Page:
Notre Dame Patents

Collection Details Full Record


This collection brings together all of the patents assigned to the University of Notre Dame from 1952 to the present, plus other selected patents prior to 1952. Each record includes a full-text searchable and accessible PDF document for the corresponding invention. The record also includes the present-day academic department with which the inventor was or would have been associated.

Why patents? According to the University’s IDEA Center, “Part of the University’s public service mission is to ensure that the results of its research are made available for public use and benefit. This is accomplished in many ways: through educating students, publishing results of research, and ensuring that inventions are developed into useful products and services for the benefit of the public.”

“Today, our research universities play an even more vital role in creating a better future—not only by educating close to 600,000 graduate students in science and engineering every year, but also, and critically, by performing more than 15% of U.S. R&D in 2011—and according to 2012 NSF data, accounted for the majority (53%) of national basic research. This research, some basic, some applied or ‘translational’ creates new technologies, new products and services, medicines, diagnostics — the list is long and impressive — but also, this research gives rise to entire new industries.” (David Winwood, “The Importance of Patents and Academic Technology Transfer,” March 26, 2015)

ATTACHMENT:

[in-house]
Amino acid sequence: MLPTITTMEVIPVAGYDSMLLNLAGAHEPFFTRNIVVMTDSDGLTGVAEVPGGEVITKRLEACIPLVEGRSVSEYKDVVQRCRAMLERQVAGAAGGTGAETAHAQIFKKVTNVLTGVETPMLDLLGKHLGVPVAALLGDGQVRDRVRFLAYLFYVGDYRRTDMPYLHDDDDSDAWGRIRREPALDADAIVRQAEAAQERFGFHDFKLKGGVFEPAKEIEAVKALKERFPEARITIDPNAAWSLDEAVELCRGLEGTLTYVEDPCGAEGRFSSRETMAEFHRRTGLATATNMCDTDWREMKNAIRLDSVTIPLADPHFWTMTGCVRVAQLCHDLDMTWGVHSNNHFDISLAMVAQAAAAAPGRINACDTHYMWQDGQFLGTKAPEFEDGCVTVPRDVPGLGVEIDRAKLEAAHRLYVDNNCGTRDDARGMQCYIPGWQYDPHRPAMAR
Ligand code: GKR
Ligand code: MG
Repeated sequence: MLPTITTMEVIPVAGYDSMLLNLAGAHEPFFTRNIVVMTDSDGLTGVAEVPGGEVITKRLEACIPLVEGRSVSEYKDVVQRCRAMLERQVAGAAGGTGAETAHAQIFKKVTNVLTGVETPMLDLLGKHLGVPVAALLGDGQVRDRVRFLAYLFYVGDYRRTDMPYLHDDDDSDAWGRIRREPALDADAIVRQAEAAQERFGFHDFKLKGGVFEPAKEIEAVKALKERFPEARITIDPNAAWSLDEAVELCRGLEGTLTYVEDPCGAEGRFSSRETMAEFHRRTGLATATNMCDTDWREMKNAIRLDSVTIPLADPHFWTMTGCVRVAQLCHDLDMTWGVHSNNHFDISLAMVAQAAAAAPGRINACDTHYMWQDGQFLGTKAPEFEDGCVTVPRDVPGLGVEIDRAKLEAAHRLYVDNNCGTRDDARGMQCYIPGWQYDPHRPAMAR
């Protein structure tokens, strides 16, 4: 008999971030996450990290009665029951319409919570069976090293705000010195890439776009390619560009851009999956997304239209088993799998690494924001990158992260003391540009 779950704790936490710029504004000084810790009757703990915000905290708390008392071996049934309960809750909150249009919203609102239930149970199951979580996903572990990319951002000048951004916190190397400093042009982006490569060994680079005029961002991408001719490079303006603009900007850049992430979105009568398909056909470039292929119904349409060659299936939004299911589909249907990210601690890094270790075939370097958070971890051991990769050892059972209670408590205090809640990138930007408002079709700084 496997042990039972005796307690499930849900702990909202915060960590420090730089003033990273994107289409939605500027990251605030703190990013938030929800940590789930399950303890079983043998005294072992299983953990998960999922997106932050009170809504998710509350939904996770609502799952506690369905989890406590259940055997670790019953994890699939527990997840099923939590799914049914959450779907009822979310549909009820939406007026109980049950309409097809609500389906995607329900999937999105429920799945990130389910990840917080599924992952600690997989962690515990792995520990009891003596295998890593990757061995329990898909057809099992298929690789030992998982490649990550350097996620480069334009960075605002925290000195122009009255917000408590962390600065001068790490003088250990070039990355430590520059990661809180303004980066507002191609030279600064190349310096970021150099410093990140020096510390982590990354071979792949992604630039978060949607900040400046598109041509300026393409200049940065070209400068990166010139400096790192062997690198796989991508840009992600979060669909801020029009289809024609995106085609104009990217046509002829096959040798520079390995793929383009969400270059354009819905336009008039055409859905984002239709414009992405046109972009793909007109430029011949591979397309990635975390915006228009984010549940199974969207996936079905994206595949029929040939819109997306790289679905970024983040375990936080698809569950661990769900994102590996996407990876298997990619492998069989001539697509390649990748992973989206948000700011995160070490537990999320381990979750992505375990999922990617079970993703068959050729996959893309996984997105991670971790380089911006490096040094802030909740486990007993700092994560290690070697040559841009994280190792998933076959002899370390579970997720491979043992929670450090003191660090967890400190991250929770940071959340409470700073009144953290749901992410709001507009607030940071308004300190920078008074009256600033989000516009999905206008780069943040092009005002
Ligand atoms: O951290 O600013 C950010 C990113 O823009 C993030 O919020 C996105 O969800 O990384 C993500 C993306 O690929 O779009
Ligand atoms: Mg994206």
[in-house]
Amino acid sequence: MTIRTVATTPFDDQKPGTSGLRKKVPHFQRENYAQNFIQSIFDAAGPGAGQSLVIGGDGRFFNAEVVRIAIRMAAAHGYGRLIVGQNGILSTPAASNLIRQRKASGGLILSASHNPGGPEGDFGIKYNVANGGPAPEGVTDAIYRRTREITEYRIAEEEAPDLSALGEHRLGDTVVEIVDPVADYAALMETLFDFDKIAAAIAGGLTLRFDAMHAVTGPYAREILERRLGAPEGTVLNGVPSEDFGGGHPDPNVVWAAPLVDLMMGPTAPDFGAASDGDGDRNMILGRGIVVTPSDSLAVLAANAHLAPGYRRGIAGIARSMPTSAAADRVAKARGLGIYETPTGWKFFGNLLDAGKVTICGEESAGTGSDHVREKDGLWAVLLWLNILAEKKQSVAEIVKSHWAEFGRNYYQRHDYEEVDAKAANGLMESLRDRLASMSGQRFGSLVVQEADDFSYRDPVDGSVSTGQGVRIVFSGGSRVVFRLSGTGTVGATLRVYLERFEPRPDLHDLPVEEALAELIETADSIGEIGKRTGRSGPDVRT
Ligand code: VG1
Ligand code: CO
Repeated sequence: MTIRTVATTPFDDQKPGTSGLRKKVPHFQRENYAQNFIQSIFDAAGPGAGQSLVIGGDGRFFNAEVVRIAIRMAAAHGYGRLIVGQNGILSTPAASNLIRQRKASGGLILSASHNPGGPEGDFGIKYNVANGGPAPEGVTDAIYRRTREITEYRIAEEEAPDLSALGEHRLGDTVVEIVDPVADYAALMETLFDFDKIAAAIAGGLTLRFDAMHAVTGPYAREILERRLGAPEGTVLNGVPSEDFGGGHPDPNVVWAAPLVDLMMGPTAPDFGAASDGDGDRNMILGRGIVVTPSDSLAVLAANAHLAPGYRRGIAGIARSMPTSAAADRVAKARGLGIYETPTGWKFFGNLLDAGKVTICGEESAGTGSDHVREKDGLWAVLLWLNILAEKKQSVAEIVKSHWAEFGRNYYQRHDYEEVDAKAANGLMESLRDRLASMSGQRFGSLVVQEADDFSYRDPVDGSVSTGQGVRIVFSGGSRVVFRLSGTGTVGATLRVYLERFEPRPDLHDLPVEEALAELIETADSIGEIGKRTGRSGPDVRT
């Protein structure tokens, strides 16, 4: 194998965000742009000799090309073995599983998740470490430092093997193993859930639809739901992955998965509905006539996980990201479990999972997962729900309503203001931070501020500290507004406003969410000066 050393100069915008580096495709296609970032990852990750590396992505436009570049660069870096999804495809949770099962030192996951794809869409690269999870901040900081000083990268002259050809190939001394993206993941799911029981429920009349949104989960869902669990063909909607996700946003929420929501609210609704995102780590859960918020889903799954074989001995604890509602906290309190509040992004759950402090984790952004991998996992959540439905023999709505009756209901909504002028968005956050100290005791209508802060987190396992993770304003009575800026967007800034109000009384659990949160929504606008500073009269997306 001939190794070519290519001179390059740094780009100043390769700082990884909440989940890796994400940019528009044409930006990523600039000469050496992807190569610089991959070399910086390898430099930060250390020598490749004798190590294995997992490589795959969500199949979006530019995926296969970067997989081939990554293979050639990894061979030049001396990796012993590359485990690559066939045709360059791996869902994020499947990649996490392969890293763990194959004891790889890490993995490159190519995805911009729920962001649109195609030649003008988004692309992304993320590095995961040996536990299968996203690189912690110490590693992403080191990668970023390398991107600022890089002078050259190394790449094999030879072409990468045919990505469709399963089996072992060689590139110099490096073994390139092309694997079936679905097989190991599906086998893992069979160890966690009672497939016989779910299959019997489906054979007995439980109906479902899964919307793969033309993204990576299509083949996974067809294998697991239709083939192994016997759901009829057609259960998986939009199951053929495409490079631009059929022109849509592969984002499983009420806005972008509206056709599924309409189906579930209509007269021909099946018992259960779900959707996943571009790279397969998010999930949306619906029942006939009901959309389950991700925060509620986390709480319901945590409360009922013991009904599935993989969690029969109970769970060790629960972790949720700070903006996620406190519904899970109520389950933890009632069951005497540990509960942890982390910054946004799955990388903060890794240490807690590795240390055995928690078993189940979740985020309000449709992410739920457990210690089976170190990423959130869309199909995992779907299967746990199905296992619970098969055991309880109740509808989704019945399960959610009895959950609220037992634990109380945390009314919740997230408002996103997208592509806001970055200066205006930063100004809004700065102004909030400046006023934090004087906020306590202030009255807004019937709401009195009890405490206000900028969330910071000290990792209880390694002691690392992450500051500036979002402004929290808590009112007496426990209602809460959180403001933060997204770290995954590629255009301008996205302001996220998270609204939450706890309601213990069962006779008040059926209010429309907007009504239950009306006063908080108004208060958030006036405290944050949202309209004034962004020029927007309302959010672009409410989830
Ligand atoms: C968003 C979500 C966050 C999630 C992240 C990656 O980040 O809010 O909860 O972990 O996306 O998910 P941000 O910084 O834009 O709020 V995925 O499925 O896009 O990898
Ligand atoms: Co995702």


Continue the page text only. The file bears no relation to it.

The collection also includes the most famous patent associated with Notre Dame, U.S. patent 1,811,959 from 1931, “Vinyl derivatives of acetylene and method of preparing the same” — in other words, synthetic rubber. Invented by Rev. Fr. Julius Nieuwland, CSC, and assigned to DuPont, this patent did, in fact, give rise to entire new industries. More about this invention may be found at the National Inventors Hall of Fame.

These patents are one more example of the University fulfilling Rev. Fr. Sorin’s vision of becoming a “powerful force for good.”

Search CurateND

Search criteria:

Collection: Notre Dame Patents remove ×
Clear all

List of files deposited in CurateND that match your search criteria

  • Inventor(s):
    Z. Basar Bilgicer, Tanyel Kiziltepe Bilgicer, Jonathan D. Ashley, Jared Stefanick, Nathan J. Alves, Michael W. Handlogten
    Patent Number:
    US 9872870 B2

    Embodiments provide systems, methods, and compositions for nanoparticle-based drug delivery to target cells or tissues. A drug delivery system may include a nanoparticle with a targeting component and a therapeutic component. The nanoparticle may have a predetermined number or valence of targeting molecules for multivalent interaction with a target cell or tissue. Binding of the targeting molecules to the target cell may result in receptor-mediated uptake of the nanoparticle by the target cel…

    Date Issued:
    Record Visibility:
    Resource Type